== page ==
Expert Talks Protecting Our Food Supply And Industry

Maintaining Food Safety – Part 2

By Patrick Cavanaugh, Farm News Director

Continuing our series on food safety in the state of California, we spoke with Jon Kimble, Operations Business Development Manager at Safe Food Alliance, and he explained the need for worker awareness when it comes to protecting our food supply.

“Too often, we see these recalls on foods where people are getting ill. Many times, it gets tracked back to an employee. Somebody’s got a virus, somebody’s got a bacteria, they’re sick,” Kimble said. “They come in contact with the food while they’re ill, and that translates back to getting out in the food supply and making people sick.”

“That’s what we’re trying to minimize. In a practical sense, in cases where we’ve observed people getting sick from things, we track that back, see what the source is, and try and share that information with everybody so that they can minimize that from happening in the future,” Kimble explained.

There are economic implications to consider as well.

“It is really paramount to prevent not only economic damage to your own farm and your own business, but also an entire industry,” Kimble said. “We see [that] one bad apple affects the whole industry.”

“We’ve even seen situations, such as a few years ago ,where there were some contaminated peppers, but they suspected tomatoes initially. It impacted an entire year’s harvest of tomatoes,” Kimble said. “We want to minimize the damage to the industry, and how people protect their businesses legally, by doing the right thing.”

Buyers are also setting a higher standard of quality, in light of the new rule.

“The regulation does set a minimum requirement, but buyers, customers, purchasers are setting a higher standard,” Kimble said.

“We’re seeing that trickle down effect as a result of the Food Safety Modernization Act (FSMA), that even folks who aren’t necessarily required to do certain things in their operation are being asked by their customers to do above and beyond what the regulation requires, and even in advance of their compliance dates for the regulation.”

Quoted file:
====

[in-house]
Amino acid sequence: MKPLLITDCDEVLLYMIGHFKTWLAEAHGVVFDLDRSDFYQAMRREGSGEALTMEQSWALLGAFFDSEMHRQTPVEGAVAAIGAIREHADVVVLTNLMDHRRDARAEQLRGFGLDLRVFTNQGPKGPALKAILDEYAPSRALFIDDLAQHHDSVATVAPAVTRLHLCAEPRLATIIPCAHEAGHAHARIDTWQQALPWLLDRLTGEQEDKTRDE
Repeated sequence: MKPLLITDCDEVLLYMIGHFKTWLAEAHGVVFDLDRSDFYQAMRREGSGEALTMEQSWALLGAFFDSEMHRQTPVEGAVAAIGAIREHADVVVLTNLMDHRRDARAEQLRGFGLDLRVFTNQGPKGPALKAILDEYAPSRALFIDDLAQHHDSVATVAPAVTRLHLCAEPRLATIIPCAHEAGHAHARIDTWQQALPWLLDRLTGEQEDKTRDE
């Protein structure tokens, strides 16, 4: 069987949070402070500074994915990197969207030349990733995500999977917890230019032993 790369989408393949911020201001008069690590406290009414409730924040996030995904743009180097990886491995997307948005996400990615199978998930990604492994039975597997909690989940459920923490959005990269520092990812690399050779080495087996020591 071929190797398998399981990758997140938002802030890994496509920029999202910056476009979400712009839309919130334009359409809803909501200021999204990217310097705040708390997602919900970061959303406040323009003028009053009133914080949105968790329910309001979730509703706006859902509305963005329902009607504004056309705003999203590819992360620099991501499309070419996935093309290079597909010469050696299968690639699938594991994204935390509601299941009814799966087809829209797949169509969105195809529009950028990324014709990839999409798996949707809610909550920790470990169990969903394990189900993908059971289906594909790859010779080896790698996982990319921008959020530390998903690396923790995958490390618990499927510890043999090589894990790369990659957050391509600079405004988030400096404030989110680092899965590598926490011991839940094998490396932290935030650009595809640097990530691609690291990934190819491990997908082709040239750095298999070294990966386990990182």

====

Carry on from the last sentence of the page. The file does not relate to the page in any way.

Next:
“We’ve seen it both on the processing side and on the growing side, that customers are starting to raise their expectations for growers,” he said.

This is Part 2 of a 3 Part Series.

FSMA Produce Rule – Part 1

Mandatory Training Under Way

By Patrick Cavanaugh, Farm News Director

Jon Kimble, the operations business development manager at Safe Food Alliance in Sacramento, spoke to California Ag Today recently about the Produce Rule of the Food Safety Modernization Act (FSMA)

“The new produce safety rule that FDA has released under FSMA is a rule for growers,” he said. “For part of that rule, certain trainings are required, and the training that we’re conducting has been approved by the FDA. It’s been developed by the Produce Safety Alliance, and meets those requirements that they want to have a supervisor or somebody involved in the operation trained according to this training or equivalent to it.”

“We’re very excited, in that we are working with the California Farm Bureau Federation on many of these trainings. We’re looking forward to working with growers and helping them understand what the regulations say and some practical ways to apply the regulations within their operation,” Kimble said.

Kimble explained that the mandatory training covers every aspect of the operation. “Things that you’re doing before planting, during harvest, and even afterward when the produce is being handled in packing houses,” he said.

The training entails topics such as worker hygiene, water control, soil amendments – the whole gamut of the operation.

“The focus is minimizing potential contamination. We all understand that a farm is not sterile,” Kimble said. “We also understand there are potential sources of contamination that need to be minimize. That’s the focus: minimizing contamination – and the main primary emphasis is really on microbial or biological hazards.”

“Of course, there are chemical and physical hazards, but FSMA is focused on microbiological, including bacteria, viruses and parasites,” he said.

This is Part One of a Three Part Series on Maintaining Food Safety



Paul Wenger: We Must Take Advantage of Signal to D.C.

California Farm Bureau Federation says Republican President, House and Senate are good news for California Ag

By Patrick Cavanaugh, Farm News Director

At the recent 98th Annual Meeting of the California Farm Bureau Federation (CFBF) there was definitely a positive buzz in the air regarding the recent election.

Walnut and almond grower and CFBF President Paul Wenger said agriculture should take quick advantage of what is an unexpected trifecta.

president of the California Farm Bureau Federation
Paul Wenger